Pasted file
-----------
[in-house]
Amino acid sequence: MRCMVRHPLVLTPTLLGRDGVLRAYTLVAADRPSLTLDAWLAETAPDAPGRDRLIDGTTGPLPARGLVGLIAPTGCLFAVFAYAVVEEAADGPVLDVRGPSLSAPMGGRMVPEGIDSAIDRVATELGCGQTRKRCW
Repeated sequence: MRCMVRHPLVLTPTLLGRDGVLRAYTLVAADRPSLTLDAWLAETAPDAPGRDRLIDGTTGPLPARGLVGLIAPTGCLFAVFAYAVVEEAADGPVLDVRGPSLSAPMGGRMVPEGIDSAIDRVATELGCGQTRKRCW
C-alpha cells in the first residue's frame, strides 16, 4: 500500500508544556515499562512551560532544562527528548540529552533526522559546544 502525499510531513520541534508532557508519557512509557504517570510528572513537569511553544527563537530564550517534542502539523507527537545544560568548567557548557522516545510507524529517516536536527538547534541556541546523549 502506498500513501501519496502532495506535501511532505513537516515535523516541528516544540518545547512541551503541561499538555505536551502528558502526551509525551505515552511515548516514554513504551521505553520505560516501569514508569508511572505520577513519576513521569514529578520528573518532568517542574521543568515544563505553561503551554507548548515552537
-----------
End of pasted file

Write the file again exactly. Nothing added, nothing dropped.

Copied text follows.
[in-house]
Amino acid sequence: MRCMVRHPLVLTPTLLGRDGVLRAYTLVAADRPSLTLDAWLAETAPDAPGRDRLIDGTTGPLPARGLVGLIAPTGCLFAVFAYAVVEEAADGPVLDVRGPSLSAPMGGRMVPEGIDSAIDRVATELGCGQTRKRCW
Repeated sequence: MRCMVRHPLVLTPTLLGRDGVLRAYTLVAADRPSLTLDAWLAETAPDAPGRDRLIDGTTGPLPARGLVGLIAPTGCLFAVFAYAVVEEAADGPVLDVRGPSLSAPMGGRMVPEGIDSAIDRVATELGCGQTRKRCW
C-alpha cells in the first residue's frame, strides 16, 4: 500500500508544556515499562512551560532544562527528548540529552533526522559546544 502525499510531513520541534508532557508519557512509557504517570510528572513537569511553544527563537530564550517534542502539523507527537545544560568548567557548557522516545510507524529517516536536527538547534541556541546523549 502506498500513501501519496502532495506535501511532505513537516515535523516541528516544540518545547512541551503541561499538555505536551502528558502526551509525551505515552511515548516514554513504551521505553520505560516501569514508569508511572505520577513519576513521569514529578520528573518532568517542574521543568515544563505553561503551554507548548515552537